So, yes, there are different positions between different Friends of the Earth groups in different parts of the world. Friends of the Earth is a federation rather than a kind of international organisation, so that’s perhaps not surprising that each has their own position according to their national position. I actually have no idea whether Greenpeace in the UK would say they are for prematurely closing down UK reactors or not, I suspect Greenpeace in Germany is very much in favour in the same way that Friends of the Earth Germany is in favour.
So Friends of the Earth in the UK and Friends of the Earth in Germany have different positions on this?
Yes. And that’s fine – there may be different national characteristics that needed that, different characteristics in energy or culture or whatever. Nuclear has always been a very major issue in Germany. Public opinion is much stronger against in Germany – in the UK, we know that the majority of people in terms of preferences would put renewables above nuclear, but the majority of people do support nuclear power. So there are different reasons why different groups will come to different conclusions in different countries I think, I respect that as a celebration of diversity and democracy.
But does that mean that you don’t think what Germany is doing is a good idea?
So in the UK we don’t think it’s a good idea because if you close it down it will lead to increased emissions, and that is what we are most concerned about, and our ability to rapidly increase renewables and energy efficiency to negate that increase in emissions from closing nuclear power just isn’t there. In Germany I guess Friends of the Earth Germany would say, well actually they can, they have the financial capacity and the institutional ability to make those investments in renewables and energy efficiency quick enough to negate the increased emissions from closing down the nukes. And I haven’t looked at that in detail to see whether that is true or not.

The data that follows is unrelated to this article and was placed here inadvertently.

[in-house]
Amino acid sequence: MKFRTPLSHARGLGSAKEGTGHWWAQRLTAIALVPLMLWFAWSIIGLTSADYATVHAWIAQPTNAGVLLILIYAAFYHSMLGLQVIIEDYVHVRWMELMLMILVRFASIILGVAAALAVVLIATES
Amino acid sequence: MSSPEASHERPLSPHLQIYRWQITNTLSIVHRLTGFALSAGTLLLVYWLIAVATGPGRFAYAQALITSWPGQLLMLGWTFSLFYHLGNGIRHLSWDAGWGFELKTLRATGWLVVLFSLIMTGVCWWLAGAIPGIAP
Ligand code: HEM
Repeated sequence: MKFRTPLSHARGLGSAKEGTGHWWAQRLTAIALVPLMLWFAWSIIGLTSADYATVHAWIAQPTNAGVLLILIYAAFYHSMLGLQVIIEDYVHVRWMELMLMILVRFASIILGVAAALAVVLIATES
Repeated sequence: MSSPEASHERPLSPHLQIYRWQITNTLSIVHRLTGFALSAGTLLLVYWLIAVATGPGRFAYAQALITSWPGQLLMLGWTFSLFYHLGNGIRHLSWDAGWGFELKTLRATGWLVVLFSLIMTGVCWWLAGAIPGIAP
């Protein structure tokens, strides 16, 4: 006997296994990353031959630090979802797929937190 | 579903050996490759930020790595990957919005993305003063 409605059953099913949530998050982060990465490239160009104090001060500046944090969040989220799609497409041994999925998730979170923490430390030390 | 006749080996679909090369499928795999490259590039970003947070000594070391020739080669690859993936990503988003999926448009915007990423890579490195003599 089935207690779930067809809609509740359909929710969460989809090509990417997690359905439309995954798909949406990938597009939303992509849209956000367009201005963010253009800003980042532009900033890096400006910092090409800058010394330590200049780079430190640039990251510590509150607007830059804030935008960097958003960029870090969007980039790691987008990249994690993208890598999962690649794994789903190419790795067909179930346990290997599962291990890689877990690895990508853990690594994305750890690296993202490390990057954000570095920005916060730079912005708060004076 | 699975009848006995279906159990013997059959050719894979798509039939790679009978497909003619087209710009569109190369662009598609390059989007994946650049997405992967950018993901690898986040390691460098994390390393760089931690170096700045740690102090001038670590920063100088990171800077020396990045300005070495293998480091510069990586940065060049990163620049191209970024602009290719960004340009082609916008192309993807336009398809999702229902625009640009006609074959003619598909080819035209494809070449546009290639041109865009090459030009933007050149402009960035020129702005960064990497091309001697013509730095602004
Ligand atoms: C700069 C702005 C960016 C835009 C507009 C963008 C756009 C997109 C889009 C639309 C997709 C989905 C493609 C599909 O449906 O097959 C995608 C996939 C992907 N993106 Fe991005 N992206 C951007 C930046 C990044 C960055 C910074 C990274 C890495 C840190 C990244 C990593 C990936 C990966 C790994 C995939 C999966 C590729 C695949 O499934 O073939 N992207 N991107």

Well in Japan, fossil fuels on the electricity grid have gone from 64% pre-Fukushima to 90% today. Presumably you don’t think that’s a good result.
Yes, but you’ve also got to look at what’s happened in Japan, haven’t you?
You know, we do live in democracies, so people take up different positions, and there is this psychological impact of the Fukushima accident in what clearly was a very old plant, not up to the threat posed by the tsunami, which was quite unprecedented. So, you know, you can understand why they reached the decisions they reached. I don’t think it’s up to me to criticise what someone in Japan is saying about what’s happening in their country.
But given that a transition to renewables would take decades, do you not think that the Japanese government should switch them back on, given the urgent imperative of climate change?
Well Friends of the Earth International is a federation and different groups come to different positions, which is a great luxury – but it absolutely means it is not up to me to say what Friends of the Earth in Japan should call for and what their position should be, especially since I don’t know enough about the situation in Japan.
Are you saying that Friends of the Earth UK can only comment on UK policy?